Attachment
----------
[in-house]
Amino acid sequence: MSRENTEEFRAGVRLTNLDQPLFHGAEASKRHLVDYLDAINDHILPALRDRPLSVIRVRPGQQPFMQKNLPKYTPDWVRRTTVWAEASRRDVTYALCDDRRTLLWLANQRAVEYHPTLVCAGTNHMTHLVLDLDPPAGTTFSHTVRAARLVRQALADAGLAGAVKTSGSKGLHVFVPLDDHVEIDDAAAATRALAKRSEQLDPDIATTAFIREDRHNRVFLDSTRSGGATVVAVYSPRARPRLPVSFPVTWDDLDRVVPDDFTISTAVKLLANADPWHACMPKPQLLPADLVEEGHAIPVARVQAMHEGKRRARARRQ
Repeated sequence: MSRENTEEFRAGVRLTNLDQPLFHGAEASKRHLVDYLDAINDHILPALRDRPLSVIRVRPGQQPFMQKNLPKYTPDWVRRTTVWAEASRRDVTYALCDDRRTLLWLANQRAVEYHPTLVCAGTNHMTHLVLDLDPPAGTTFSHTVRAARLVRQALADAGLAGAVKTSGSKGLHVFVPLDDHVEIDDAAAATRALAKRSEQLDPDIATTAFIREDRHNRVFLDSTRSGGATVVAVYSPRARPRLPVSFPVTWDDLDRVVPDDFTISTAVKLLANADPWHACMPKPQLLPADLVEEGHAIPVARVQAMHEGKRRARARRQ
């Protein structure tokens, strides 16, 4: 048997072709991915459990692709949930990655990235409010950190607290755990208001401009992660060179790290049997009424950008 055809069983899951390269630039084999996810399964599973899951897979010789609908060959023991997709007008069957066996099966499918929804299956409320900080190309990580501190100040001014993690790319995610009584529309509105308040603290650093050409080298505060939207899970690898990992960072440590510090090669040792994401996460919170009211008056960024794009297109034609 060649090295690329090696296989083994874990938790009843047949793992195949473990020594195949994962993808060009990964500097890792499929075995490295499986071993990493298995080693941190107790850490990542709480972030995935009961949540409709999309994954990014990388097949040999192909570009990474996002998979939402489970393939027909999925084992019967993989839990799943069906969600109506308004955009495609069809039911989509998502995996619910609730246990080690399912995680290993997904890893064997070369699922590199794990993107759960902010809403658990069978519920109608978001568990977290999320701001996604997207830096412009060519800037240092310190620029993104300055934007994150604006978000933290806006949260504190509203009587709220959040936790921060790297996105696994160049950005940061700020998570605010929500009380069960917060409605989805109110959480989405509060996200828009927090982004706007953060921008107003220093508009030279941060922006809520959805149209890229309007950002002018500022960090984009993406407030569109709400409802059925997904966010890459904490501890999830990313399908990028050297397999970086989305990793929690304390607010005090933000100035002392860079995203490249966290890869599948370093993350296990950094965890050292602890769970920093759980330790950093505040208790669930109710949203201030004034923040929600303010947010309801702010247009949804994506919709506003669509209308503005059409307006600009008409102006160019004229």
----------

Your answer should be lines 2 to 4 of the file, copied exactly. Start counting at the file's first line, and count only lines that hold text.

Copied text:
Amino acid sequence: MSRENTEEFRAGVRLTNLDQPLFHGAEASKRHLVDYLDAINDHILPALRDRPLSVIRVRPGQQPFMQKNLPKYTPDWVRRTTVWAEASRRDVTYALCDDRRTLLWLANQRAVEYHPTLVCAGTNHMTHLVLDLDPPAGTTFSHTVRAARLVRQALADAGLAGAVKTSGSKGLHVFVPLDDHVEIDDAAAATRALAKRSEQLDPDIATTAFIREDRHNRVFLDSTRSGGATVVAVYSPRARPRLPVSFPVTWDDLDRVVPDDFTISTAVKLLANADPWHACMPKPQLLPADLVEEGHAIPVARVQAMHEGKRRARARRQ
Repeated sequence: MSRENTEEFRAGVRLTNLDQPLFHGAEASKRHLVDYLDAINDHILPALRDRPLSVIRVRPGQQPFMQKNLPKYTPDWVRRTTVWAEASRRDVTYALCDDRRTLLWLANQRAVEYHPTLVCAGTNHMTHLVLDLDPPAGTTFSHTVRAARLVRQALADAGLAGAVKTSGSKGLHVFVPLDDHVEIDDAAAATRALAKRSEQLDPDIATTAFIREDRHNRVFLDSTRSGGATVVAVYSPRARPRLPVSFPVTWDDLDRVVPDDFTISTAVKLLANADPWHACMPKPQLLPADLVEEGHAIPVARVQAMHEGKRRARARRQ
């Protein structure tokens, strides 16, 4: 048997072709991915459990692709949930990655990235409010950190607290755990208001401009992660060179790290049997009424950008 055809069983899951390269630039084999996810399964599973899951897979010789609908060959023991997709007008069957066996099966499918929804299956409320900080190309990580501190100040001014993690790319995610009584529309509105308040603290650093050409080298505060939207899970690898990992960072440590510090090669040792994401996460919170009211008056960024794009297109034609 060649090295690329090696296989083994874990938790009843047949793992195949473990020594195949994962993808060009990964500097890792499929075995490295499986071993990493298995080693941190107790850490990542709480972030995935009961949540409709999309994954990014990388097949040999192909570009990474996002998979939402489970393939027909999925084992019967993989839990799943069906969600109506308004955009495609069809039911989509998502995996619910609730246990080690399912995680290993997904890893064997070369699922590199794990993107759960902010809403658990069978519920109608978001568990977290999320701001996604997207830096412009060519800037240092310190620029993104300055934007994150604006978000933290806006949260504190509203009587709220959040936790921060790297996105696994160049950005940061700020998570605010929500009380069960917060409605989805109110959480989405509060996200828009927090982004706007953060921008107003220093508009030279941060922006809520959805149209890229309007950002002018500022960090984009993406407030569109709400409802059925997904966010890459904490501890999830990313399908990028050297397999970086989305990793929690304390607010005090933000100035002392860079995203490249966290890869599948370093993350296990950094965890050292602890769970920093759980330790950093505040208790669930109710949203201030004034923040929600303010947010309801702010247009949804994506919709506003669509209308503005059409307006600009008409102006160019004229």